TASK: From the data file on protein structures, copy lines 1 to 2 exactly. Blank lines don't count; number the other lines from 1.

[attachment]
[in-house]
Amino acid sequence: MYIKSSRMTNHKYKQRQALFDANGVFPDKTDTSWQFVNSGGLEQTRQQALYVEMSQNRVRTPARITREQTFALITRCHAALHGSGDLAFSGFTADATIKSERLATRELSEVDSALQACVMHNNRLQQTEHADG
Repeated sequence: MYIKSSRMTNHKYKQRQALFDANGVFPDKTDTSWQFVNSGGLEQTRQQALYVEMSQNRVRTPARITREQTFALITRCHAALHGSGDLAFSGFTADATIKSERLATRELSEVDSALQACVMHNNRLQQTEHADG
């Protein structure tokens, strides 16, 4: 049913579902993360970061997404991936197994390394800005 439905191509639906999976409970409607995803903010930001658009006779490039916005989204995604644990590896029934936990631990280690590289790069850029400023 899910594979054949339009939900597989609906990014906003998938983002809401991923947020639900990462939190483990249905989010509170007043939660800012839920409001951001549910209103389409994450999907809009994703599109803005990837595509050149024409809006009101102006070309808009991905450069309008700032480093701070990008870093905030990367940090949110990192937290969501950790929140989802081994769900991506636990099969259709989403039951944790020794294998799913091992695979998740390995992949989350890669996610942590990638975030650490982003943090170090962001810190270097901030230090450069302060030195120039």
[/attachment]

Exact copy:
[in-house]
Amino acid sequence: MYIKSSRMTNHKYKQRQALFDANGVFPDKTDTSWQFVNSGGLEQTRQQALYVEMSQNRVRTPARITREQTFALITRCHAALHGSGDLAFSGFTADATIKSERLATRELSEVDSALQACVMHNNRLQQTEHADG